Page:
The United States should also adopt from the new democracies of the Middle East--you know, the places liberated by George W. Bush--of requiring voters to dip their forefinger in ink indelible enough to last the full four days of the long voting "weekend." That's a great idea for many reasons.

    My most utopian suggestion is that the United States adopt the practice of Australia, Belgium, and certain other countries in making voting mandatory: if you don't show up at the polls, you get fined. Exceptions could be made for bonafide Jehovah's Witnesses and the like.

  • pea on September 15, 2012 1:05 PM:

    When my mom got quite elderly, she voted by mail. It would have been easy for someone else to use her absentee ballot (sitting on the table for weeks) to vote in her name w/o her realizing it. With so many elderly people in nursing homes, etc, this could be one source of actual voter fraud. Not saying it's necessarily happening on a large enough scale to worry about, but there is potential. Of course the elderly are very vulnerable on MANY counts.

  • matt w on September 15, 2012 1:08 PM:

    So the Democrats have lost the high ground in their struggle against voter ID by nominating a candidate who committed a kind of voter fraud that voter ID wouldn't have prevented, and then by forcing her to withdraw as soon as it was discovered?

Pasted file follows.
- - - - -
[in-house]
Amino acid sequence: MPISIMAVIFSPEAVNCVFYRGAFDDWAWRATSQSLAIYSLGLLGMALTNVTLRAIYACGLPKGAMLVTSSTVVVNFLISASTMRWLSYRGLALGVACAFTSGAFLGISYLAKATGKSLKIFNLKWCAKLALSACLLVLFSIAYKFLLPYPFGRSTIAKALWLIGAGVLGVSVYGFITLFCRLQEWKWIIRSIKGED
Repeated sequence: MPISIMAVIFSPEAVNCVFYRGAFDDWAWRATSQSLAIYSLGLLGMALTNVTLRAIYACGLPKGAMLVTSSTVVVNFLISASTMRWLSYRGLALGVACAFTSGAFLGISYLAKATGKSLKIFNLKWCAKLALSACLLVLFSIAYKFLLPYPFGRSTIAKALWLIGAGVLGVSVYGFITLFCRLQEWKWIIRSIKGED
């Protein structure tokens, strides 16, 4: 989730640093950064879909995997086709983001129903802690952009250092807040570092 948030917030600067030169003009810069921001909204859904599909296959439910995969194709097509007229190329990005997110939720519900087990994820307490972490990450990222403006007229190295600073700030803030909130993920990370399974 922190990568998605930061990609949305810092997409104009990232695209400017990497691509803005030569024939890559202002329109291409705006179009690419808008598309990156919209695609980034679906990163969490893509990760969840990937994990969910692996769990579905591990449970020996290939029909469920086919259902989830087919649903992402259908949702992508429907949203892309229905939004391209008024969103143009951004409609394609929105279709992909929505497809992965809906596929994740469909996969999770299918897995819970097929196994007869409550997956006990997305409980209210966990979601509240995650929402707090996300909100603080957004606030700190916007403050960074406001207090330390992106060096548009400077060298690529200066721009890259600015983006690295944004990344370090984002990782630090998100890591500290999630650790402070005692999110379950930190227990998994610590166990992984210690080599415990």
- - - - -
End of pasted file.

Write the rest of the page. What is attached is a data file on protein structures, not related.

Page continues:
Oh-kay. Way to swallow Republican spin whole.

  • BC on September 15, 2012 1:41 PM:

    I will believe the Republicans are anti voter fraud when someone in that party points out that Senator Richard Lugar was in violation of voting law when he voted for almost 30 years using a residence he neither owned nor occupied. Another case of IOKIYAR.

  • Steve P on September 15, 2012 2:21 PM:

    And then there's the little matter of whether the addresses on Rmoney's tax returns jibe with his voting records.
    If Johnny and Joanie Deadline ever get tired of talking about the Duchess of Earl's boobys, we might actually get some reporting on it.

  • Greg Shenaut on September 15, 2012 2:30 PM:

    Yes, as the article says, this has nothing to do with voter ID. When Democrats have pointed to studies showing that there is no need for voter ID laws, they've never said that there has never been any election fraud. What they've said is that there no evidence of a significant number of cases where people have pretended to be someone else in order to vote. Furthermore, they've pointed to strong evidence that the voter ID laws will prevent large number of qualified voters from voting. You see: no evidence of a problem, strong evidence of adverse consequences of the solution to the non-problem. That's the voter-ID debate in a nutshell. (Accompanied by various awkward remarks by Teapublicans that voter-ID would, in fact, differentially benefit their own candidates.)